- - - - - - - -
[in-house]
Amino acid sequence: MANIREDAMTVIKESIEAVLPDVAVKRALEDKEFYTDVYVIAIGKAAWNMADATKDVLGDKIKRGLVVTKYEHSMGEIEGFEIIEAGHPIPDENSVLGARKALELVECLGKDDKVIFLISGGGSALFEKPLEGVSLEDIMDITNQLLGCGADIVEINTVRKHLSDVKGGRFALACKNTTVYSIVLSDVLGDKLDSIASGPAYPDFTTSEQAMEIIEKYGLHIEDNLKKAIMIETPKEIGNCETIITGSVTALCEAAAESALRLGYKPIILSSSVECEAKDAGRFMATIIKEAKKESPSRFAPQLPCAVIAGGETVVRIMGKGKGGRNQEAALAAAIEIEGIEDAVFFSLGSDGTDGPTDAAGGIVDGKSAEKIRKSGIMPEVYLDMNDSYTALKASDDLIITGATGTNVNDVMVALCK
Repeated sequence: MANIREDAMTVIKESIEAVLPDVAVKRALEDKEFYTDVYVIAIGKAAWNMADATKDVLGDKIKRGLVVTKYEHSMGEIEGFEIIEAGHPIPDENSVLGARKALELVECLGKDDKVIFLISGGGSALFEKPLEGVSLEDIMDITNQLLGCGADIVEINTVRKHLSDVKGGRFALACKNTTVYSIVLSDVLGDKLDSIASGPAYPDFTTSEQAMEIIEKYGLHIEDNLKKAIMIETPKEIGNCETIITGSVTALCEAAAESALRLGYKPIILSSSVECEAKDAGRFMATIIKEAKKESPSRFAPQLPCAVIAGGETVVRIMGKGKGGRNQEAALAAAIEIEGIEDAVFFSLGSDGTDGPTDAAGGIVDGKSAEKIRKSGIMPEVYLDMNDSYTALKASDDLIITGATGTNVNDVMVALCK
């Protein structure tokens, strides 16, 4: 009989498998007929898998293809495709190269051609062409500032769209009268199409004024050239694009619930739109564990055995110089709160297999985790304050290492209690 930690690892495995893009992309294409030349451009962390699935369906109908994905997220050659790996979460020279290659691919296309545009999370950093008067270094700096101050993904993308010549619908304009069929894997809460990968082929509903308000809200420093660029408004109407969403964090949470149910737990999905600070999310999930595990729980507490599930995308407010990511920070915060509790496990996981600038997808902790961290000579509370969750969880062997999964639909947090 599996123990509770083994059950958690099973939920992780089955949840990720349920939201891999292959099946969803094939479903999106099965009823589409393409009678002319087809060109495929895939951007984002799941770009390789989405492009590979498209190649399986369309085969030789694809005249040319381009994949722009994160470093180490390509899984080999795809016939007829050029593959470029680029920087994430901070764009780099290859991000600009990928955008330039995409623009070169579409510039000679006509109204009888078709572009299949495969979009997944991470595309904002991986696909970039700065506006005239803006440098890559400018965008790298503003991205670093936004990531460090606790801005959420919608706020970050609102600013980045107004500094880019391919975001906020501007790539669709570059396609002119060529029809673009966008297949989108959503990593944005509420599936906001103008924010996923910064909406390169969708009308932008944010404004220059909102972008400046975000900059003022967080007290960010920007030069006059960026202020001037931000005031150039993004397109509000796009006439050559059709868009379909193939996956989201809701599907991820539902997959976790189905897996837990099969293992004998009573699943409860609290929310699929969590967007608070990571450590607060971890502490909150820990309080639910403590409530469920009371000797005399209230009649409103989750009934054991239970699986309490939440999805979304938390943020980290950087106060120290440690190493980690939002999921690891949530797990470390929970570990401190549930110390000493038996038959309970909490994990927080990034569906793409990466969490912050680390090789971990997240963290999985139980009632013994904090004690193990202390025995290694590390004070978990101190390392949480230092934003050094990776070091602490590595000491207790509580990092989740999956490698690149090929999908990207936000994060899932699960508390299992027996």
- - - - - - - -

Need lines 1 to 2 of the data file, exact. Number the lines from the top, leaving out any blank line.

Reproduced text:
[in-house]
Amino acid sequence: MANIREDAMTVIKESIEAVLPDVAVKRALEDKEFYTDVYVIAIGKAAWNMADATKDVLGDKIKRGLVVTKYEHSMGEIEGFEIIEAGHPIPDENSVLGARKALELVECLGKDDKVIFLISGGGSALFEKPLEGVSLEDIMDITNQLLGCGADIVEINTVRKHLSDVKGGRFALACKNTTVYSIVLSDVLGDKLDSIASGPAYPDFTTSEQAMEIIEKYGLHIEDNLKKAIMIETPKEIGNCETIITGSVTALCEAAAESALRLGYKPIILSSSVECEAKDAGRFMATIIKEAKKESPSRFAPQLPCAVIAGGETVVRIMGKGKGGRNQEAALAAAIEIEGIEDAVFFSLGSDGTDGPTDAAGGIVDGKSAEKIRKSGIMPEVYLDMNDSYTALKASDDLIITGATGTNVNDVMVALCK